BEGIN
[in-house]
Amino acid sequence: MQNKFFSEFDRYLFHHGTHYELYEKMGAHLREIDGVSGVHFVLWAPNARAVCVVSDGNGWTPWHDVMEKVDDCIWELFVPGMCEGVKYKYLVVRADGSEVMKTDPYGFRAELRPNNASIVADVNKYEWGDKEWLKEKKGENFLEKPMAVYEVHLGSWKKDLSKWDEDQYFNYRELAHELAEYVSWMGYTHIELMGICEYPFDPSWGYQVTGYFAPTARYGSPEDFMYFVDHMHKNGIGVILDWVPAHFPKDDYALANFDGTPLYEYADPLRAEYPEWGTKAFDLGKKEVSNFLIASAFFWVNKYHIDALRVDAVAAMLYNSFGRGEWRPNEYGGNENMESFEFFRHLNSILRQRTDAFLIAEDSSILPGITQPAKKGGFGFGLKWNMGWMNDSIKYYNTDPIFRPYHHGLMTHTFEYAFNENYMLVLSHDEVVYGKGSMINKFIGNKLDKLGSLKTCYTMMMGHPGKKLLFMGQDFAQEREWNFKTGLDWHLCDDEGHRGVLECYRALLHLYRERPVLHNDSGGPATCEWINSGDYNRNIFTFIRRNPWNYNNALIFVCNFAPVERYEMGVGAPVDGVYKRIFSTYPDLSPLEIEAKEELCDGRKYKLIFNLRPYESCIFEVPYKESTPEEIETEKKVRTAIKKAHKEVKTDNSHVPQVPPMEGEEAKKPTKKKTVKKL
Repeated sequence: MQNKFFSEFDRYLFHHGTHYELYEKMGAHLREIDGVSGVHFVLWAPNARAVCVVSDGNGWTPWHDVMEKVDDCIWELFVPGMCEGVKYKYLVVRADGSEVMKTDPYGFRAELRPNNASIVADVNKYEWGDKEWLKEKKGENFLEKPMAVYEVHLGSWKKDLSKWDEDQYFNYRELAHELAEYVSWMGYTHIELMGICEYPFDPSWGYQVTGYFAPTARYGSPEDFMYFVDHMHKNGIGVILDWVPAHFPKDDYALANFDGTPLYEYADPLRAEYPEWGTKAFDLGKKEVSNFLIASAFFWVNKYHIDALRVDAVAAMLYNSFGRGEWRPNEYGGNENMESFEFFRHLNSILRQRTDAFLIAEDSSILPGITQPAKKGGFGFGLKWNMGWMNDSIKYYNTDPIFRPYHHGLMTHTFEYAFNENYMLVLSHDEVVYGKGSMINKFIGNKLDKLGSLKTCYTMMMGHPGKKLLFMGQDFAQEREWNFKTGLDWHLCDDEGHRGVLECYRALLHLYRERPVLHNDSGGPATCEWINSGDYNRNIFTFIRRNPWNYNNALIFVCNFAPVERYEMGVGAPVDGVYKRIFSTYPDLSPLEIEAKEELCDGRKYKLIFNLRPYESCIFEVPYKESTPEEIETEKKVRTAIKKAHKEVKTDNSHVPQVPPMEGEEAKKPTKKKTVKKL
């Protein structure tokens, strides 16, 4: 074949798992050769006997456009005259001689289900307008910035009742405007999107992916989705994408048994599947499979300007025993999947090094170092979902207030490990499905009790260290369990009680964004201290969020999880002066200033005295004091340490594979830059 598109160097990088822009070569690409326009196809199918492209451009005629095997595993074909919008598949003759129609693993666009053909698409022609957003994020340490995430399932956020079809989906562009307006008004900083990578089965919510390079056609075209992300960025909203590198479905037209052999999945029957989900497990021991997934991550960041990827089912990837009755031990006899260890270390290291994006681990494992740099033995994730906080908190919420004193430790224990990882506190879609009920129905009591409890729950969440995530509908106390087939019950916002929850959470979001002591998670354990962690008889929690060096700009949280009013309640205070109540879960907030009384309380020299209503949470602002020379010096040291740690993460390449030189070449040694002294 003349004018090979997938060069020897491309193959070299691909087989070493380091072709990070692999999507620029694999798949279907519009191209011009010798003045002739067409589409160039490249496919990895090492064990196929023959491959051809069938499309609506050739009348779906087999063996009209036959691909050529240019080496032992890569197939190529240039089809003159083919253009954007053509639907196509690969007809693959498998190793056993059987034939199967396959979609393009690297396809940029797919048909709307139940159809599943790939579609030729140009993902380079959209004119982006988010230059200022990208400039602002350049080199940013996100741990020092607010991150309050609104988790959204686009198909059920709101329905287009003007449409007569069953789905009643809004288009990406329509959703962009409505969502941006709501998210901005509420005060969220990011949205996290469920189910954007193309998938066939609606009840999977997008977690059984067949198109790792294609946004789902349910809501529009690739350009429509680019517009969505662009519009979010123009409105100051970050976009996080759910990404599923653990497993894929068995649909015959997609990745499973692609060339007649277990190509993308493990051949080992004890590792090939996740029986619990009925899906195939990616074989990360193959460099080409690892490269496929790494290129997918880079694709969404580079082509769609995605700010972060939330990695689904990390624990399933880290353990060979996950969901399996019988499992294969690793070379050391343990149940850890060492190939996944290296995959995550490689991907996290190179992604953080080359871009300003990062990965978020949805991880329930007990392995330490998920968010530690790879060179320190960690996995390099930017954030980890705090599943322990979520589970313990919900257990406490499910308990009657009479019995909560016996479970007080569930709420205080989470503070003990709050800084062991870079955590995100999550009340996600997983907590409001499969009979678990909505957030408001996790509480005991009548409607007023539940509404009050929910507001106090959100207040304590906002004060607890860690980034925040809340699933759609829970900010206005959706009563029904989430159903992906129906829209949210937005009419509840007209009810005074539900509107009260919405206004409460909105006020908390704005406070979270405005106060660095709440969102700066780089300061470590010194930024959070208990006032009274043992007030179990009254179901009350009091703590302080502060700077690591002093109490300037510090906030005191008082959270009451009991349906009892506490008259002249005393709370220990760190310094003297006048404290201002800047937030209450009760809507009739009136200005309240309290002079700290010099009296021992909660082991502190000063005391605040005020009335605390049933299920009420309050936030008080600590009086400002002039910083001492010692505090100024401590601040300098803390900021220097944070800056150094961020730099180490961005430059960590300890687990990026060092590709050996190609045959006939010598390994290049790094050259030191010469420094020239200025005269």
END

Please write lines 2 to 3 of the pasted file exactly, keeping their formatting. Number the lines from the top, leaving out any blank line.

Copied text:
Amino acid sequence: MQNKFFSEFDRYLFHHGTHYELYEKMGAHLREIDGVSGVHFVLWAPNARAVCVVSDGNGWTPWHDVMEKVDDCIWELFVPGMCEGVKYKYLVVRADGSEVMKTDPYGFRAELRPNNASIVADVNKYEWGDKEWLKEKKGENFLEKPMAVYEVHLGSWKKDLSKWDEDQYFNYRELAHELAEYVSWMGYTHIELMGICEYPFDPSWGYQVTGYFAPTARYGSPEDFMYFVDHMHKNGIGVILDWVPAHFPKDDYALANFDGTPLYEYADPLRAEYPEWGTKAFDLGKKEVSNFLIASAFFWVNKYHIDALRVDAVAAMLYNSFGRGEWRPNEYGGNENMESFEFFRHLNSILRQRTDAFLIAEDSSILPGITQPAKKGGFGFGLKWNMGWMNDSIKYYNTDPIFRPYHHGLMTHTFEYAFNENYMLVLSHDEVVYGKGSMINKFIGNKLDKLGSLKTCYTMMMGHPGKKLLFMGQDFAQEREWNFKTGLDWHLCDDEGHRGVLECYRALLHLYRERPVLHNDSGGPATCEWINSGDYNRNIFTFIRRNPWNYNNALIFVCNFAPVERYEMGVGAPVDGVYKRIFSTYPDLSPLEIEAKEELCDGRKYKLIFNLRPYESCIFEVPYKESTPEEIETEKKVRTAIKKAHKEVKTDNSHVPQVPPMEGEEAKKPTKKKTVKKL
Repeated sequence: MQNKFFSEFDRYLFHHGTHYELYEKMGAHLREIDGVSGVHFVLWAPNARAVCVVSDGNGWTPWHDVMEKVDDCIWELFVPGMCEGVKYKYLVVRADGSEVMKTDPYGFRAELRPNNASIVADVNKYEWGDKEWLKEKKGENFLEKPMAVYEVHLGSWKKDLSKWDEDQYFNYRELAHELAEYVSWMGYTHIELMGICEYPFDPSWGYQVTGYFAPTARYGSPEDFMYFVDHMHKNGIGVILDWVPAHFPKDDYALANFDGTPLYEYADPLRAEYPEWGTKAFDLGKKEVSNFLIASAFFWVNKYHIDALRVDAVAAMLYNSFGRGEWRPNEYGGNENMESFEFFRHLNSILRQRTDAFLIAEDSSILPGITQPAKKGGFGFGLKWNMGWMNDSIKYYNTDPIFRPYHHGLMTHTFEYAFNENYMLVLSHDEVVYGKGSMINKFIGNKLDKLGSLKTCYTMMMGHPGKKLLFMGQDFAQEREWNFKTGLDWHLCDDEGHRGVLECYRALLHLYRERPVLHNDSGGPATCEWINSGDYNRNIFTFIRRNPWNYNNALIFVCNFAPVERYEMGVGAPVDGVYKRIFSTYPDLSPLEIEAKEELCDGRKYKLIFNLRPYESCIFEVPYKESTPEEIETEKKVRTAIKKAHKEVKTDNSHVPQVPPMEGEEAKKPTKKKTVKKL